CAN WE REALLY BEAT THE HEAT?: The human body can face a meltdown if exposed to a prolonged heat wave. Heat exhaustion and heat stroke are just some of the effects of hot weather on the body. Image: ISTOCKPHOTO/JULYVELCHEV
Climate change promises to bring with it longer, hotter summers to many places on the planet. This June turned out to be the fourth-hottest month ever recorded—globally—scientists are reporting. With more heat waves on the horizon, and a big one currently sweeping much of the U.S., the risk of heat-related health problems has also been on the rise.
Heat exhaustion is a relatively common reaction to severe heat and can include symptoms such as dizziness, headache and fainting. It can usually be treated with rest, a cool environment and hydration (including refueling of electrolytes, which are necessary for muscle and other body functions). Heat stroke is more severe and requires medical attention—it is often accompanied by dry skin, a body temperature above 103 degrees Fahrenheit, confusion and sometimes unconsciousness.
Extreme heat is only blamed for an average of 688 deaths each year in the U.S., according to the Centers for Disease Control and Prevention (CDC). But when sustained heat waves hit a region, the other health ramifications can be serious, including sunstroke and even major organ damage due to heat.
The Chicago heat wave in the summer of 1995 killed an estimated 692 people and sent at least 3,300 people to the emergency room. An observational study of some of those patients revealed that 28 percent who were diagnosed at the time with severe heat stroke had died within a year of being admitted to the hospital, and most who initially survived the high temperatures had "permanent loss of independent function," according to a 1998 study of the heat wave, published in Archives of Internal Medicine.
As temperatures linger above our bodies' own healthy internal temperature for longer periods of time, will we humans be able to take the heat? We spoke with Mike McGeehin, director of the CDC's Environmental Hazards and Health Effects Program, to find out just why—and how—a warm, sunny summer day can do us in.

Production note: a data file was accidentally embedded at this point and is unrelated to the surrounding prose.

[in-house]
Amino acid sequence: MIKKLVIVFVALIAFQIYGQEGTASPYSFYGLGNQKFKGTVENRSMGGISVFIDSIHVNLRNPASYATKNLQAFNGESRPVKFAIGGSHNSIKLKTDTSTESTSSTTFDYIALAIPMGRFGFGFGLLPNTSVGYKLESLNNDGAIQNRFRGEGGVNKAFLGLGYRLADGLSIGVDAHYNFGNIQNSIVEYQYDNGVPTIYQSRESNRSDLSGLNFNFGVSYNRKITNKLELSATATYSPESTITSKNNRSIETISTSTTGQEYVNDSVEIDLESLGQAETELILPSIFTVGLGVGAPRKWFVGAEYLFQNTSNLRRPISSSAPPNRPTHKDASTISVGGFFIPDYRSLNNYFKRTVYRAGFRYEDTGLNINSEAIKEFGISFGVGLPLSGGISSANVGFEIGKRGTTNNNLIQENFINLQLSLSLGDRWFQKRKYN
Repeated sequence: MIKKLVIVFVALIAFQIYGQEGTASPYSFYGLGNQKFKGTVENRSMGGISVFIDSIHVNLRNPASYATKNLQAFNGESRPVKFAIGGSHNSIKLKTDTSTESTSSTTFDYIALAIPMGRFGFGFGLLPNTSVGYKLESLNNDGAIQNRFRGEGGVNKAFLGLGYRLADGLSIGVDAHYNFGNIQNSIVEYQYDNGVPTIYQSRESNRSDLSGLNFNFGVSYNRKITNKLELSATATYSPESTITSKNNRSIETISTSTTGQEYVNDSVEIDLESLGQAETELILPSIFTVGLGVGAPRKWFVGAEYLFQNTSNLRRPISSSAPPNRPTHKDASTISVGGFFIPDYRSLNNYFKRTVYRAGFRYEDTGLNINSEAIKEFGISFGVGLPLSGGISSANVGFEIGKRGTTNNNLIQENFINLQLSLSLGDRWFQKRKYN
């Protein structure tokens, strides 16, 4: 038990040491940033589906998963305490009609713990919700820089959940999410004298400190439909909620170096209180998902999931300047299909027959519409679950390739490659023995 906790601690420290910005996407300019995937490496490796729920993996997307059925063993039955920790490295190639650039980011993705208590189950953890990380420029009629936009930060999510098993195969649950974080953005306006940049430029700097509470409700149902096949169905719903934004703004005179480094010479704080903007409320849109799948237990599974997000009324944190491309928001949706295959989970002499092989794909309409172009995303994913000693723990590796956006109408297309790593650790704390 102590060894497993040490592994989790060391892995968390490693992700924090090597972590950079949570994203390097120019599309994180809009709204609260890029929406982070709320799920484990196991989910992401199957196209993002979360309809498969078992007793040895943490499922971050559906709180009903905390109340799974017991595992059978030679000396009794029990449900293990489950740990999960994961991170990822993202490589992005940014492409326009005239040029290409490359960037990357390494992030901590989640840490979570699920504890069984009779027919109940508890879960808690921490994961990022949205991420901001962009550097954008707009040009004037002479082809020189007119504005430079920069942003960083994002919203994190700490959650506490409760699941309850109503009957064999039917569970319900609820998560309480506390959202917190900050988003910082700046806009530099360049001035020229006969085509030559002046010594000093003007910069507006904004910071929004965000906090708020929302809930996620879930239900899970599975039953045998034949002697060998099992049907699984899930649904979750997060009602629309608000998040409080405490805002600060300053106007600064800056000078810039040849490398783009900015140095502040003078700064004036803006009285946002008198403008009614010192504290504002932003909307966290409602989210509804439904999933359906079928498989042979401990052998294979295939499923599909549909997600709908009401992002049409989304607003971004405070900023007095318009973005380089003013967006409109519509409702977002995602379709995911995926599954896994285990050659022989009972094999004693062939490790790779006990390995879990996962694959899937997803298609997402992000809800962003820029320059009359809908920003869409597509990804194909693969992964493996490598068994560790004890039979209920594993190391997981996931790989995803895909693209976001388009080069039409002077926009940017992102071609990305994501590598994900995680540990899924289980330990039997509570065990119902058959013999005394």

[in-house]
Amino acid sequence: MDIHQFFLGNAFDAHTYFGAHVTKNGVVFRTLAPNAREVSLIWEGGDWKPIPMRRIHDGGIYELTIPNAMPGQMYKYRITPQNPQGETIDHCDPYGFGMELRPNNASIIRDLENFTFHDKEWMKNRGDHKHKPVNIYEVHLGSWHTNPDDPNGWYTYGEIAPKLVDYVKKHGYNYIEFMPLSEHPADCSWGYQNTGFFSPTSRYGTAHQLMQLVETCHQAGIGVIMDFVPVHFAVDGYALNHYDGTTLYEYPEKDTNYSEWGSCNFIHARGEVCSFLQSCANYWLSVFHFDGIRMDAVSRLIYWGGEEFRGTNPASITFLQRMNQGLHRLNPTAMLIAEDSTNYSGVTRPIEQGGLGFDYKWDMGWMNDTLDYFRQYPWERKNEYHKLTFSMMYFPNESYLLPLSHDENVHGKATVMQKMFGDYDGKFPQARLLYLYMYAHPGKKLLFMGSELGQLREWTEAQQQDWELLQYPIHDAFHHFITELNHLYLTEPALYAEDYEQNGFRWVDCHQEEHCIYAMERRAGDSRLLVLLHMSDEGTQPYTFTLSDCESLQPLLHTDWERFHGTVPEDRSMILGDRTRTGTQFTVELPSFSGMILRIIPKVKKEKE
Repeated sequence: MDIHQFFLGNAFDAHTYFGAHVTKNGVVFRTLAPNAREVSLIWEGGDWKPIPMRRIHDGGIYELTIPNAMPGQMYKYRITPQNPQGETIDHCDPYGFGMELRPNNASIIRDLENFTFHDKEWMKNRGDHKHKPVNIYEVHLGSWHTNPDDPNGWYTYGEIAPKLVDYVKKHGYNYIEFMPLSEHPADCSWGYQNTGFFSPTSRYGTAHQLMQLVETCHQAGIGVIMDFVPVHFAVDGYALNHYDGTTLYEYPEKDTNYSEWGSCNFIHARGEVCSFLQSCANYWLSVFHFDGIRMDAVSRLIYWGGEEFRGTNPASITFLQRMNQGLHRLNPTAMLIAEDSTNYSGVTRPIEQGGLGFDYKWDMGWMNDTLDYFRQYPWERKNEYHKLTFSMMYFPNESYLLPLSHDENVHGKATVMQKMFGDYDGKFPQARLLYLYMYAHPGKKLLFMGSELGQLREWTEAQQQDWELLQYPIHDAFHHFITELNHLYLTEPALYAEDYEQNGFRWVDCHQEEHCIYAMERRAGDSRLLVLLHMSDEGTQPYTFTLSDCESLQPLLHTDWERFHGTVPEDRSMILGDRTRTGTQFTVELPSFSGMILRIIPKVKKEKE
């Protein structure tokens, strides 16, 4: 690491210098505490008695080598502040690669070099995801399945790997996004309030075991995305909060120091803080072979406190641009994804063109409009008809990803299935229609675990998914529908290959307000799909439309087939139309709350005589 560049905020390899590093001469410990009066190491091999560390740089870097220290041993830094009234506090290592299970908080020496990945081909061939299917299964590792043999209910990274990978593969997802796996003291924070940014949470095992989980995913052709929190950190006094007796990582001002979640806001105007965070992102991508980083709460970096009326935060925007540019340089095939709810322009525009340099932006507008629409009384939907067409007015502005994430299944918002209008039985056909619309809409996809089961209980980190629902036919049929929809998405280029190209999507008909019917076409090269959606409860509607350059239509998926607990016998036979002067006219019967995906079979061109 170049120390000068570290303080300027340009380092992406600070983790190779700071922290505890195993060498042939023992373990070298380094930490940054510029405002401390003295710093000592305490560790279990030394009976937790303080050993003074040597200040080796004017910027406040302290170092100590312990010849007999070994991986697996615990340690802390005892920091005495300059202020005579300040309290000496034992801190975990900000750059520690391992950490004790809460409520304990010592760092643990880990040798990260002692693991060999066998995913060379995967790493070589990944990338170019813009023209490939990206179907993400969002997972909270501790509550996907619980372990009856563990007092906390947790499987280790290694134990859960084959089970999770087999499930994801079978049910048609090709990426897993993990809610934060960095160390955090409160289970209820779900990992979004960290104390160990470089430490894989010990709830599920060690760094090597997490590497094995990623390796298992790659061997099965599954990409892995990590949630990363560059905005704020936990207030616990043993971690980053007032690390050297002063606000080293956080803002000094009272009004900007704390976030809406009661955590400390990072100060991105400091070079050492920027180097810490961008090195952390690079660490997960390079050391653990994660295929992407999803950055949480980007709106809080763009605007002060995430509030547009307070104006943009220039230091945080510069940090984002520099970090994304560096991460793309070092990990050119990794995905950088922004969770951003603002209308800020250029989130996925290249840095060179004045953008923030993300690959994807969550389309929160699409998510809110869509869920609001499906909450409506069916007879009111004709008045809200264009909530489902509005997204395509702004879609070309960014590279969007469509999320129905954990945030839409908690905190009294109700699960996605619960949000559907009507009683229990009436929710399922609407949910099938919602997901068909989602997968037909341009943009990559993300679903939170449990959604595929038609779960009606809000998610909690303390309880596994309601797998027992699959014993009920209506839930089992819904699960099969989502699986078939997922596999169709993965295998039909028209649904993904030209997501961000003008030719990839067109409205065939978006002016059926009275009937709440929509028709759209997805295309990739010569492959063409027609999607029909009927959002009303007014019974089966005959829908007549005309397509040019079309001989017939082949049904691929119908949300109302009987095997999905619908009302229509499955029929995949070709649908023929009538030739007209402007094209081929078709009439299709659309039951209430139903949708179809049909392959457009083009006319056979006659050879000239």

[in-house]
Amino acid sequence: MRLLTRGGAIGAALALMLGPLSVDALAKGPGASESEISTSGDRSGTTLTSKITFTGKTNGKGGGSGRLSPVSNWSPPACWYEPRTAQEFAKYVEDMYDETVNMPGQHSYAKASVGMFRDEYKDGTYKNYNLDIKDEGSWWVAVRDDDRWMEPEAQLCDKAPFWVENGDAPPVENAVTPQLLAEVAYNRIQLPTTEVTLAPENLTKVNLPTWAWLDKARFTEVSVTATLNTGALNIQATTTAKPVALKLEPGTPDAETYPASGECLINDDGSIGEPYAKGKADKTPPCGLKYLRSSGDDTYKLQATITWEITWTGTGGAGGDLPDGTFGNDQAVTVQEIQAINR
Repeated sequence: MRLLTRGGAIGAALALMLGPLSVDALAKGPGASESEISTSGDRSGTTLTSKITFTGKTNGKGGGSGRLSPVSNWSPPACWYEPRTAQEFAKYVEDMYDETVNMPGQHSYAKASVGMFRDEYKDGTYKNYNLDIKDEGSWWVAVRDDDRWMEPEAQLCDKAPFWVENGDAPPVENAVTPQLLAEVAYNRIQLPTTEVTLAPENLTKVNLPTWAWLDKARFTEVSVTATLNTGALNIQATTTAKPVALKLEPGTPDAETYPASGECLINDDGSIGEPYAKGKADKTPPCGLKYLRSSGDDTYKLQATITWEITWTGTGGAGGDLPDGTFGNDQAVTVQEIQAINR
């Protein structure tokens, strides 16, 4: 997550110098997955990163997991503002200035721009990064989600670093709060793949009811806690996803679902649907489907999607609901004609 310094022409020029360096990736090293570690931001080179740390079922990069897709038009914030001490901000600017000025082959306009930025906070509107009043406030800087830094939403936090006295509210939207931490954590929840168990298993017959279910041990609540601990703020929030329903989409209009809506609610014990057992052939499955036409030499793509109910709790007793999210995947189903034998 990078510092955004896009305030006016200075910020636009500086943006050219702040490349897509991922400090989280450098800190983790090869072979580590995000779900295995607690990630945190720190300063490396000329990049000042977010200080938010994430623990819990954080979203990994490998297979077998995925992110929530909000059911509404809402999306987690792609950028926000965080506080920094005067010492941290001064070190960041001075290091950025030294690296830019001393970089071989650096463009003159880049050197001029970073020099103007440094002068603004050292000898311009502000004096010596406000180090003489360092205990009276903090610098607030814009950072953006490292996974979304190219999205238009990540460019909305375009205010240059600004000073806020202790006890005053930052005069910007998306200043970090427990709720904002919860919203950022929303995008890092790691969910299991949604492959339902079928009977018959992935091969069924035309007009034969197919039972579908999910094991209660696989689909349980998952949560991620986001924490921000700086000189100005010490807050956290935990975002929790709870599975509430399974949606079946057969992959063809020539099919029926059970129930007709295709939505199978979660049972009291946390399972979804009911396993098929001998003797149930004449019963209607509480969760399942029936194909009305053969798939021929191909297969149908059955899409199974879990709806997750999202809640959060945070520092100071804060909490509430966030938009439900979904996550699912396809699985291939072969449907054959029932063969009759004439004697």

[An edited transcript of the interview follows.]
How do humans cope with hot, hot weather?
The two ways we cope with heat are by perspiring and breathing.
So is it the heat or humidity that is the real killer?
The humidity is a huge factor. If you have tremendously high temperatures and high humidity, a person will be sweating but the sweat won't be drying on the skin. That’s why it's not just heat but the combination of heat and humidity that matters. That combination results in a number called the apparent temperature or "how it feels".
Obviously there are thresholds for both temperature and humidity above which we see an increase in death, and it's going to be a different temperature in Phoenix than it's going to be in Chicago.
The other major factor in terms of temperature that causes both mortality and morbidity is the temperature that it falls to in the evening. If the temperature remains elevated overnight, that's when we see the increase in deaths. The body becomes overwhelmed because it doesn't get the respite that it needs.
What kind of impact does extreme, sustained heat have on the human body?
The systems in the human body that enable it to adapt to heat become overwhelmed. When a person is exposed to heat for a very long time, the first thing that shuts down is the ability to sweat. We know that when perspiration is dried by the air there is a cooling effect on the body. Once a person stops perspiring, in very short order a person can move from heat exhaustion to heat stroke.
What happens in the transition from heat exhaustion to heat stroke?
It begins with perspiring profusely, and when that shuts down, the body becomes very hot. Eventually that begins to affect the brain, and that's when people begin to get confused and can lose consciousness.
The analogy we use is if you're driving a car and you notice that the temperature light comes on, what's happening is the cooling system of the car is becoming overwhelmed. If you turn off the car and let it cool eventually you can start driving again. But if you continue to drive the car, the problem goes beyond the cooling system to affect the engine, and eventually the car will stop.
What other areas of the body does this extreme overheating affect?
As the body temperature increases very rapidly, the central nervous system and circulatory system are impacted.
In places where there have been prolonged heat exposures, there is probably a broad impact on many organ systems. From heat waves that have been studied, like in Chicago, there are increases in emergency department visits and hospital stays for medical crises that are not normally associated with heat, such as kidney problems.
But it really hasn't been studied very much. One of the reasons for that is the main focus of the studies has been on mortality from heat waves, and there hasn't been that much focus on morbidity. That would take looking at people who are hospitalized from heat exhaustion or heat stroke and following them into the future.